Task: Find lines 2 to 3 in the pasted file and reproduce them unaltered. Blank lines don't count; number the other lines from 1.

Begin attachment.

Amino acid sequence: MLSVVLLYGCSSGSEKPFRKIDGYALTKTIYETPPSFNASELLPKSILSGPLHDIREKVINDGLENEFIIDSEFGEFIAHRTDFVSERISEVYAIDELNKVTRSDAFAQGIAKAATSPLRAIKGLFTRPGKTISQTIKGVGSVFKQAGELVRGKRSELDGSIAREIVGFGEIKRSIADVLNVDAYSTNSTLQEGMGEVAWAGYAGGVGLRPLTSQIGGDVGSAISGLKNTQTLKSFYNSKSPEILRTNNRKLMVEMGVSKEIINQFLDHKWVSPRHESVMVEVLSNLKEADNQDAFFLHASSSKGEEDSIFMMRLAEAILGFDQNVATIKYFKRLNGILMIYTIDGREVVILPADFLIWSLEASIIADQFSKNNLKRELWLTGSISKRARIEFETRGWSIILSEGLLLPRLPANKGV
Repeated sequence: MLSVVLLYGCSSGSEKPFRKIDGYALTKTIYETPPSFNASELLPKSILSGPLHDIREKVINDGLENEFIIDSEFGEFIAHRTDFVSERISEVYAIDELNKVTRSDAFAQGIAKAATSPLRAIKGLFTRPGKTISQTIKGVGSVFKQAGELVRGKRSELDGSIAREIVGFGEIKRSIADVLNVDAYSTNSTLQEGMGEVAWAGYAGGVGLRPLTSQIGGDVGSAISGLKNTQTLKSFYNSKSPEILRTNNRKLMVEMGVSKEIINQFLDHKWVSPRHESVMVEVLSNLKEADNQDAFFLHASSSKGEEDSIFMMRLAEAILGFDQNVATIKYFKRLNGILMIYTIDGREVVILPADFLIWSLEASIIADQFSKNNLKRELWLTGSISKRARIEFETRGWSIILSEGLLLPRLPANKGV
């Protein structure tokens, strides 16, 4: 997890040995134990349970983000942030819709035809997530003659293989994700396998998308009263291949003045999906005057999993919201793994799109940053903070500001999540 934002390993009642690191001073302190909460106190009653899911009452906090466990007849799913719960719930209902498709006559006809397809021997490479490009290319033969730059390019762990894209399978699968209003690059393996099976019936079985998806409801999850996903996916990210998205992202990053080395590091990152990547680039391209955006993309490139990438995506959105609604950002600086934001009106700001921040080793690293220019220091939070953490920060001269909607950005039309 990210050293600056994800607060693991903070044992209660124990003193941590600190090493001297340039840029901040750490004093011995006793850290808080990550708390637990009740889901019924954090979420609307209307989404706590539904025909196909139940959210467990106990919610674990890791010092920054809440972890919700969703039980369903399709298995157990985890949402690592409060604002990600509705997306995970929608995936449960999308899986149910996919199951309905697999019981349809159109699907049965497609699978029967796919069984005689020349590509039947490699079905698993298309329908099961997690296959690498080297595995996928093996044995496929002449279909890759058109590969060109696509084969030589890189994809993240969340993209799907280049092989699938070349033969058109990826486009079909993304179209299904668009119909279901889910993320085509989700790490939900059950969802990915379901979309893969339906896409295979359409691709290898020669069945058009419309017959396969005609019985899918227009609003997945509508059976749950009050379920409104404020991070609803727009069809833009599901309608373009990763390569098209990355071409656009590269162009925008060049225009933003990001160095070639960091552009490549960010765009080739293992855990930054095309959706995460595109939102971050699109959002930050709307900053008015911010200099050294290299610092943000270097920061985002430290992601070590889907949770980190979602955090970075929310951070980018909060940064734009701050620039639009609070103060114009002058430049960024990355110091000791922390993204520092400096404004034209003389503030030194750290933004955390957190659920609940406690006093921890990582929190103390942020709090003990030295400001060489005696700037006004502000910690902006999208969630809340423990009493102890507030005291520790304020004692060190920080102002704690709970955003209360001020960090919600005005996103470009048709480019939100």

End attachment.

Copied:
Repeated sequence: MLSVVLLYGCSSGSEKPFRKIDGYALTKTIYETPPSFNASELLPKSILSGPLHDIREKVINDGLENEFIIDSEFGEFIAHRTDFVSERISEVYAIDELNKVTRSDAFAQGIAKAATSPLRAIKGLFTRPGKTISQTIKGVGSVFKQAGELVRGKRSELDGSIAREIVGFGEIKRSIADVLNVDAYSTNSTLQEGMGEVAWAGYAGGVGLRPLTSQIGGDVGSAISGLKNTQTLKSFYNSKSPEILRTNNRKLMVEMGVSKEIINQFLDHKWVSPRHESVMVEVLSNLKEADNQDAFFLHASSSKGEEDSIFMMRLAEAILGFDQNVATIKYFKRLNGILMIYTIDGREVVILPADFLIWSLEASIIADQFSKNNLKRELWLTGSISKRARIEFETRGWSIILSEGLLLPRLPANKGV
């Protein structure tokens, strides 16, 4: 997890040995134990349970983000942030819709035809997530003659293989994700396998998308009263291949003045999906005057999993919201793994799109940053903070500001999540 934002390993009642690191001073302190909460106190009653899911009452906090466990007849799913719960719930209902498709006559006809397809021997490479490009290319033969730059390019762990894209399978699968209003690059393996099976019936079985998806409801999850996903996916990210998205992202990053080395590091990152990547680039391209955006993309490139990438995506959105609604950002600086934001009106700001921040080793690293220019220091939070953490920060001269909607950005039309 990210050293600056994800607060693991903070044992209660124990003193941590600190090493001297340039840029901040750490004093011995006793850290808080990550708390637990009740889901019924954090979420609307209307989404706590539904025909196909139940959210467990106990919610674990890791010092920054809440972890919700969703039980369903399709298995157990985890949402690592409060604002990600509705997306995970929608995936449960999308899986149910996919199951309905697999019981349809159109699907049965497609699978029967796919069984005689020349590509039947490699079905698993298309329908099961997690296959690498080297595995996928093996044995496929002449279909890759058109590969060109696509084969030589890189994809993240969340993209799907280049092989699938070349033969058109990826486009079909993304179209299904668009119909279901889910993320085509989700790490939900059950969802990915379901979309893969339906896409295979359409691709290898020669069945058009419309017959396969005609019985899918227009609003997945509508059976749950009050379920409104404020991070609803727009069809833009599901309608373009990763390569098209990355071409656009590269162009925008060049225009933003990001160095070639960091552009490549960010765009080739293992855990930054095309959706995460595109939102971050699109959002930050709307900053008015911010200099050294290299610092943000270097920061985002430290992601070590889907949770980190979602955090970075929310951070980018909060940064734009701050620039639009609070103060114009002058430049960024990355110091000791922390993204520092400096404004034209003389503030030194750290933004955390957190659920609940406690006093921890990582929190103390942020709090003990030295400001060489005696700037006004502000910690902006999208969630809340423990009493102890507030005291520790304020004692060190920080102002704690709970955003209360001020960090919600005005996103470009048709480019939100």